The best place for experienced hikers looking for a bit of a challenge is the Snowy Mountain trails to the town’s north.

With rugged mountains and rolling hills of viridescent green, these hikes are guaranteed to provide a sense of wonder as you take in the breathtaking views.

For an easier to moderate hiking experience, visitors to Ryegate should head over to Custer Gallatin National Forest.

This 3.2-million-acre protected forest features hundreds of hiking trails, which are easily accessible from Ryegate, and offer some of the most beautiful landscape views in all of Southern Montana.



There are several phenomenal fishing spots to be discovered surrounding Ryegate. In fact, visitors can cast their line directly from the edge of the town into the waters of the Musselshell River. Common fish caught in this river include Brown Trout, Whitefish, Rainbow, and Brook Trout.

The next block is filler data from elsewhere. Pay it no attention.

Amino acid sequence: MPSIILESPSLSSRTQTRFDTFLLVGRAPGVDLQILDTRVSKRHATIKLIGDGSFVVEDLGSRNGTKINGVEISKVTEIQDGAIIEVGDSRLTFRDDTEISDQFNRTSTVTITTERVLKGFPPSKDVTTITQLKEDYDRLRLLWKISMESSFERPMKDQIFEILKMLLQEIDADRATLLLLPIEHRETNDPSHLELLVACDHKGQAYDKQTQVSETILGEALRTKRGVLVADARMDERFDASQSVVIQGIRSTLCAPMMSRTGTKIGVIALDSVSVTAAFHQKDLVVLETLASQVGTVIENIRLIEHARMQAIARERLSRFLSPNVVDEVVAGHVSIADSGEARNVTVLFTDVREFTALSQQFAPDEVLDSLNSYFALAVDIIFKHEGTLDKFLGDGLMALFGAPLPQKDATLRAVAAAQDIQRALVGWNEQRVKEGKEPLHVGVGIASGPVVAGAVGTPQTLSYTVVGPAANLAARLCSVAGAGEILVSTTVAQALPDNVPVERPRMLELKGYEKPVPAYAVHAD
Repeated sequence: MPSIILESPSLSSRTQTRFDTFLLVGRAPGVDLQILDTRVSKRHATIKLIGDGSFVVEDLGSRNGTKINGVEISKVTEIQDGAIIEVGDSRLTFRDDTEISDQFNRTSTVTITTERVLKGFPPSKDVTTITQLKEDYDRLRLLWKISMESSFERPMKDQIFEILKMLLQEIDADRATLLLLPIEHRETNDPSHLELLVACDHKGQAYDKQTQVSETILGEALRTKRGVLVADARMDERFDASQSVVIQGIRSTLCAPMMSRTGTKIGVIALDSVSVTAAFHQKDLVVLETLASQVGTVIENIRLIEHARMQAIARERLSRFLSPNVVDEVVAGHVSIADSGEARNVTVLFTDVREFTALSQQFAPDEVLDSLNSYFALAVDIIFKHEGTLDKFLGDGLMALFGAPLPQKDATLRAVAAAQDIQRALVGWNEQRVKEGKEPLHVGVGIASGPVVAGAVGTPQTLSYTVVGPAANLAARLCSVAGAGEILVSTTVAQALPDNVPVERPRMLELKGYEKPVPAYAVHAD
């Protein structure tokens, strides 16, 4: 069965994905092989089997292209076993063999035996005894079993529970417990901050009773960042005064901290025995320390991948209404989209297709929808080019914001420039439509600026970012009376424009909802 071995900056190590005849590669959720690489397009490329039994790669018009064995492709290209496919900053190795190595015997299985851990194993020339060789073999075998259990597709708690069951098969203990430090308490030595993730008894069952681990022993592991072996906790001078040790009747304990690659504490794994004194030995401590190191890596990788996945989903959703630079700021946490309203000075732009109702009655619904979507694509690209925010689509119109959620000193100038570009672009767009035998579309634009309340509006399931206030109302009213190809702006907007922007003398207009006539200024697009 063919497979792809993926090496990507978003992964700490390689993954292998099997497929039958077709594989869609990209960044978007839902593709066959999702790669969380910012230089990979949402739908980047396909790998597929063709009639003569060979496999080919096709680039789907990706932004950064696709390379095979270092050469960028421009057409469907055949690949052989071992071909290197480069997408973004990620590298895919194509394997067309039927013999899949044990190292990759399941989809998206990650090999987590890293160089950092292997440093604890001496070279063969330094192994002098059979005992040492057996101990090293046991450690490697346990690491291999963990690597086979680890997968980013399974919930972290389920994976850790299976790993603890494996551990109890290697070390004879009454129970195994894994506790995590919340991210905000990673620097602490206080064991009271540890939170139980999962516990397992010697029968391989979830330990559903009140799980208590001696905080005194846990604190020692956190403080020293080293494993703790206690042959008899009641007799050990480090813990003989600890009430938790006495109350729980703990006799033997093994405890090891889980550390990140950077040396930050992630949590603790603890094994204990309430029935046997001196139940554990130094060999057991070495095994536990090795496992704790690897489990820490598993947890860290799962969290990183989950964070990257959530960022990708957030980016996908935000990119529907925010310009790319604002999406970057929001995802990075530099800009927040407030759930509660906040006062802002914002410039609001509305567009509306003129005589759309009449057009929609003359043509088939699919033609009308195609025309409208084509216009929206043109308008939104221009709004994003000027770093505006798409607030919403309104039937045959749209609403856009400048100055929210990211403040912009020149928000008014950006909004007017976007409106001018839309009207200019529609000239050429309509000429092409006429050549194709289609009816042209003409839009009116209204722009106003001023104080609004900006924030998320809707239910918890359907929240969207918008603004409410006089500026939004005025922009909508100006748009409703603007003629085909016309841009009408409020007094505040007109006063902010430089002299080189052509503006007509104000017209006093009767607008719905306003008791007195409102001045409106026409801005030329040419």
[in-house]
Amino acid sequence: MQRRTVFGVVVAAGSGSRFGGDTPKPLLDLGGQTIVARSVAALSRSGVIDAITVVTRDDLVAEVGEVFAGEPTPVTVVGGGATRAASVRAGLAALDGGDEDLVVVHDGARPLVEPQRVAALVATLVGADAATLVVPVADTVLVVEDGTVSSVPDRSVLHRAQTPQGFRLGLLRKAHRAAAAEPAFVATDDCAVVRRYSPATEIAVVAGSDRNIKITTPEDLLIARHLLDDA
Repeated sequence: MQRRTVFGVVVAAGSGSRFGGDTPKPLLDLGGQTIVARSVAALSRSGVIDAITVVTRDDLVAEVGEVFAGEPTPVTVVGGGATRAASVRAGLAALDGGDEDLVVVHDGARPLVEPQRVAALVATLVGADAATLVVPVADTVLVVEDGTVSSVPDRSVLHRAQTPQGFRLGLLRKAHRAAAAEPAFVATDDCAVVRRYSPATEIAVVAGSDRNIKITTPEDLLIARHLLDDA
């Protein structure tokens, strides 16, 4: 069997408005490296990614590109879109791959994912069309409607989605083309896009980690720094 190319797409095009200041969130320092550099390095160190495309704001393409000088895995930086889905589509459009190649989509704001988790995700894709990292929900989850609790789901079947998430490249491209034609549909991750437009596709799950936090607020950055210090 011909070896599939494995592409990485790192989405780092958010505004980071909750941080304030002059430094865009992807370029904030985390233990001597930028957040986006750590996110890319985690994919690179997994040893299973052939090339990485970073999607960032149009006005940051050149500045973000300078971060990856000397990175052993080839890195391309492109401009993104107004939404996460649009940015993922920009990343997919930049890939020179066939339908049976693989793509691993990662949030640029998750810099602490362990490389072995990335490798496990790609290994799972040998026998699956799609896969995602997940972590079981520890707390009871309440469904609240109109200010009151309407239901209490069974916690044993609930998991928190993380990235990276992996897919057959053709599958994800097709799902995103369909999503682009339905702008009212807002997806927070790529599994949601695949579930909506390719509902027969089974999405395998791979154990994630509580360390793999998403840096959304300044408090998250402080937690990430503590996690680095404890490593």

For a heightened fishing experience, visitors should head to Deadman’s Basin. An off reservoir of the Musselshell River, the basin is a popular wrangling spot for catching Rainbow Trout, Kokanee Salmon, and Tiger Muskie.


There is no better way to enjoy the beautiful countryside of Ryegate and Golden Valley County than by sleeping under the stars at your own campsite.

Visitors can book their site at the Deadman’s Basin- Bluebird Campground, where they will receive an easy entrance to the fishing access site and breathtaking views of the Snowy Mountains to the north.

Alternatively, more intrepid campers can head directly into the Snowy Mountains and camp at the Timber Dispersed Campground for a more isolated sleeping experience.


There are no hotel options available in Ryegate itself. Instead, tourists to the small town should either book a site at Deadman’s Basin- Bluebird Campground or should plan to stay in one of the other towns nearby.

Klein is the closest community with a hotel, but visitors should plan to stay in the larger city of Billings for a more diverse selection.

Activities Near Richey

State Parks

Recreational Activities